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Abstract Title:

Fermented barley and soybean (BS) mixture enhances intestinal barrier function in dextran sulfate sodium (DSS)-induced colitis mouse model.

Abstract Source:

BMC Complement Altern Med. 2016 Dec 3 ;16(1):498. Epub 2016 Dec 3. PMID: 27912750

Abstract Author(s):

Jong Kyu Woo, Seungho Choi, Ju-Hee Kang, Dae Eung Kim, Byung-Serk Hurh, Jong-Eun Jeon, Sun Yeou Kim, Seung Hyun Oh

Article Affiliation:

Jong Kyu Woo

Abstract:

BACKGROUND: Inflammatory bowel disease (IBD) is characterized by chronic or relapsing immune system activation and inflammation within the gastrointestinal tract. The lack of safety and efficacy of standard therapies, the use of food supplements for managing IBD is increasing, and many studies have reported that various food supplements provide many beneficial effects for the IBD.

METHODS: This study aimed to evaluate the anti-colitis effects of dietary supplementation with a fermented barley and soybean mixture (BS) on intestinal inflammation using a murine model of IBD. Female C57BL/6 mice were administered with either BS (100 and 200 mg/kg/day) or vehicle (PBS) control through oral gavages for 3 days and received 5% dextran sulfate sodium (DSS) drinking water to induce colitis. Mice body weight was measured every two days and disease activity index (DAI) score was determined on Day 15; mice were sacrificed and colons were analyzed by H&E staining and RT-PCR. We also measured intestinal barrier function in vitro using DSS-treated Caco-2 cells by assessing ZO-1 immunofluorescence staining and Western blotting and in vivo by measuring serum level of FITC-Dextran and by performing bacteria culture from mesenteric lymph nodes (MLN) extract. The gut microbiota was examined by real time PCR using fecal DNA.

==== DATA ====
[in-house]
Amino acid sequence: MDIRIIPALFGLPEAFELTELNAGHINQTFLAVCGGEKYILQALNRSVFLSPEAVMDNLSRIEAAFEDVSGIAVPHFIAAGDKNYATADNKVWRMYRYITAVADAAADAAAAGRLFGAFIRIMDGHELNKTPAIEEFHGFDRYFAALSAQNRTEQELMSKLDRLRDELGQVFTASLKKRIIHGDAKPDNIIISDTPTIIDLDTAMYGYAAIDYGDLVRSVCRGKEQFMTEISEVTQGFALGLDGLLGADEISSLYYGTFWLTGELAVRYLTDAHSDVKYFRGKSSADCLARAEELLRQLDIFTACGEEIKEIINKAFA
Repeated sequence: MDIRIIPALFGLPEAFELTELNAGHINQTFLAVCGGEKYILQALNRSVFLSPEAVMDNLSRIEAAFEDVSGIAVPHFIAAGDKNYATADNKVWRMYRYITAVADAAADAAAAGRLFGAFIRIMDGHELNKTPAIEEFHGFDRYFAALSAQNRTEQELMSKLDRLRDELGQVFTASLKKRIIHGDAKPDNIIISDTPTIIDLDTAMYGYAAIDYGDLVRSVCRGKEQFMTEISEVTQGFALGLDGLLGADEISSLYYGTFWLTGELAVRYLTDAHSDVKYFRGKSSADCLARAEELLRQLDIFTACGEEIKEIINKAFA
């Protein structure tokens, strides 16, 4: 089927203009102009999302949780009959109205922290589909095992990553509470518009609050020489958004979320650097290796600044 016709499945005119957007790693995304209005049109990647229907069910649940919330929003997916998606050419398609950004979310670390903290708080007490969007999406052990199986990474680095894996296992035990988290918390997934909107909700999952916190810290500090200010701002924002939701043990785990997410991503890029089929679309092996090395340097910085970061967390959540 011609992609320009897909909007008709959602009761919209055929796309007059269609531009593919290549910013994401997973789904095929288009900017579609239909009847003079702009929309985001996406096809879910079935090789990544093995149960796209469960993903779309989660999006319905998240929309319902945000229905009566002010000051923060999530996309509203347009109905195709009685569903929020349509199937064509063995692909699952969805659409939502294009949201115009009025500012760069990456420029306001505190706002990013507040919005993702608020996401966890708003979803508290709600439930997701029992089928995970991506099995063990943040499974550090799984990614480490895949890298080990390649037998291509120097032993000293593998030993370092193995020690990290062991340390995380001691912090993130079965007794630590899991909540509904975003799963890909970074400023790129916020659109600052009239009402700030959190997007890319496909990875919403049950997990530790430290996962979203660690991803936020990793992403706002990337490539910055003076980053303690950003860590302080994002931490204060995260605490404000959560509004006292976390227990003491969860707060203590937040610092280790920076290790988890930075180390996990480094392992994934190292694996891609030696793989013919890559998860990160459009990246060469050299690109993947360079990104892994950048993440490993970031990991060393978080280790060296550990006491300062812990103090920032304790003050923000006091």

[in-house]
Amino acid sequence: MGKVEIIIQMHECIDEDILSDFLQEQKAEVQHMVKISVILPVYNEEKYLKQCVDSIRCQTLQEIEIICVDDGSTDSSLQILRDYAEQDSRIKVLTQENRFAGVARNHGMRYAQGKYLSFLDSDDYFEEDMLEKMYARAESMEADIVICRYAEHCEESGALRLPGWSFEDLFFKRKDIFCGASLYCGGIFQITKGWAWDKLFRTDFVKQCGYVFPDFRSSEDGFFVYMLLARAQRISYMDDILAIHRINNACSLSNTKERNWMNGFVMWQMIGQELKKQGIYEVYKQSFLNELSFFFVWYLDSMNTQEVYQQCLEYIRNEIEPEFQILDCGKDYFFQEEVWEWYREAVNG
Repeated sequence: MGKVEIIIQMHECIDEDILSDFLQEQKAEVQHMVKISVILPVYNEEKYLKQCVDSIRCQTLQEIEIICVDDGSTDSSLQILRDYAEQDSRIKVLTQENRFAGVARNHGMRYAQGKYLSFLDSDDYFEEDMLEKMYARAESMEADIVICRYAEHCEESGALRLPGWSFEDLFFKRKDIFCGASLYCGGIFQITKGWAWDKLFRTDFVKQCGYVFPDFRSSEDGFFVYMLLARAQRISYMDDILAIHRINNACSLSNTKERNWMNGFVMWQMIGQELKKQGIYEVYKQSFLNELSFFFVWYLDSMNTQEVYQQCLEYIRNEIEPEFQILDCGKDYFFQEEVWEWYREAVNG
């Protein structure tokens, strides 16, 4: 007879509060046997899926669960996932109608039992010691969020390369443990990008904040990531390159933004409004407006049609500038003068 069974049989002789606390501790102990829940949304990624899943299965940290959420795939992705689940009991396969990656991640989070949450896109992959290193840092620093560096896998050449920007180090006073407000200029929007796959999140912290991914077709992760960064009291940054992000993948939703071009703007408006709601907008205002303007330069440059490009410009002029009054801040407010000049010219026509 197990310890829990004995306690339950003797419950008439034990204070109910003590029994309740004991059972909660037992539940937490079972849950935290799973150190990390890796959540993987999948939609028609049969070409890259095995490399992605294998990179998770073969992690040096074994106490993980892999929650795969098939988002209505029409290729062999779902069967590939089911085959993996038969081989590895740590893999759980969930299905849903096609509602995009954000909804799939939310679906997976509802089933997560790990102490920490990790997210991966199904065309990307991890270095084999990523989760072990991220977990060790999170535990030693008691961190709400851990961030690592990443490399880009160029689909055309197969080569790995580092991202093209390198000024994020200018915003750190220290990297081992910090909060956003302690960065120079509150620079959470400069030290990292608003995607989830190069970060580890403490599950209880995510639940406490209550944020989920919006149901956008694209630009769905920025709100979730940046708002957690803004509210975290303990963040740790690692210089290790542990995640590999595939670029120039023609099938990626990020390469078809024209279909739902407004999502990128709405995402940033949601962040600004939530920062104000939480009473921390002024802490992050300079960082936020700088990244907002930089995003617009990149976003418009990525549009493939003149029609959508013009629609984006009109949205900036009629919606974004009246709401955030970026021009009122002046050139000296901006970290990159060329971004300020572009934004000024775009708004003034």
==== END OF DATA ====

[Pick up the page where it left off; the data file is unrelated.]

RESULTS: We found that BS alleviated the severity of colitis in a DSS-induced colitis mouse model, and suppressed levels of pro-inflammatory cytokines in colonic tissue. Moreover, BS prevented epithelial barrier dysfunction, inducing an increase of tight junction protein levels in colonic tissues, BS also inhibited FITC-dextran permeability, and suppressed bacterial translocation to MLNs. In addition, BS increased the levels of Lactobacilli and Bacteroides, which have anti-inflammatory properties.

CONCLUSION: Our study suggests that BS has protective roles against inflammatory bowel disease through changes in inflammatory activity, tight junction protein expression, and gut microbiota composition in DSS-induced colitis.

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Sayer Ji
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